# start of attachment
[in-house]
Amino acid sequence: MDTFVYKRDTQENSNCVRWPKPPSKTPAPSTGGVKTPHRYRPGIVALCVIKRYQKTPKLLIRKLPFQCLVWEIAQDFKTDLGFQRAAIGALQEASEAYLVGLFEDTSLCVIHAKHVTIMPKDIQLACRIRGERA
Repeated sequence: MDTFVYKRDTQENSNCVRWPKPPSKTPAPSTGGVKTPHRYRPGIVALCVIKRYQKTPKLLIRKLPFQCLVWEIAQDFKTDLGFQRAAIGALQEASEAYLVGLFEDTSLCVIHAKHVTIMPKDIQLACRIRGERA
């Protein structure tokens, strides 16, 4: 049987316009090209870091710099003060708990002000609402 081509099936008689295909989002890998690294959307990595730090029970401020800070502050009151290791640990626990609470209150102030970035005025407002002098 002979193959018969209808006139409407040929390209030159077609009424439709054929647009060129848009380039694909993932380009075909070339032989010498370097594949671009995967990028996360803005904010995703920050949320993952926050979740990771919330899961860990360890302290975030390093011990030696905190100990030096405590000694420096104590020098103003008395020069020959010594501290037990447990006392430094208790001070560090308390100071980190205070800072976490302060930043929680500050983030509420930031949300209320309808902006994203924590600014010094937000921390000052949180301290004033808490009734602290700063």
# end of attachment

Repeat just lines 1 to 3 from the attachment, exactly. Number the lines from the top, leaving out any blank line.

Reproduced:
[in-house]
Amino acid sequence: MDTFVYKRDTQENSNCVRWPKPPSKTPAPSTGGVKTPHRYRPGIVALCVIKRYQKTPKLLIRKLPFQCLVWEIAQDFKTDLGFQRAAIGALQEASEAYLVGLFEDTSLCVIHAKHVTIMPKDIQLACRIRGERA
Repeated sequence: MDTFVYKRDTQENSNCVRWPKPPSKTPAPSTGGVKTPHRYRPGIVALCVIKRYQKTPKLLIRKLPFQCLVWEIAQDFKTDLGFQRAAIGALQEASEAYLVGLFEDTSLCVIHAKHVTIMPKDIQLACRIRGERA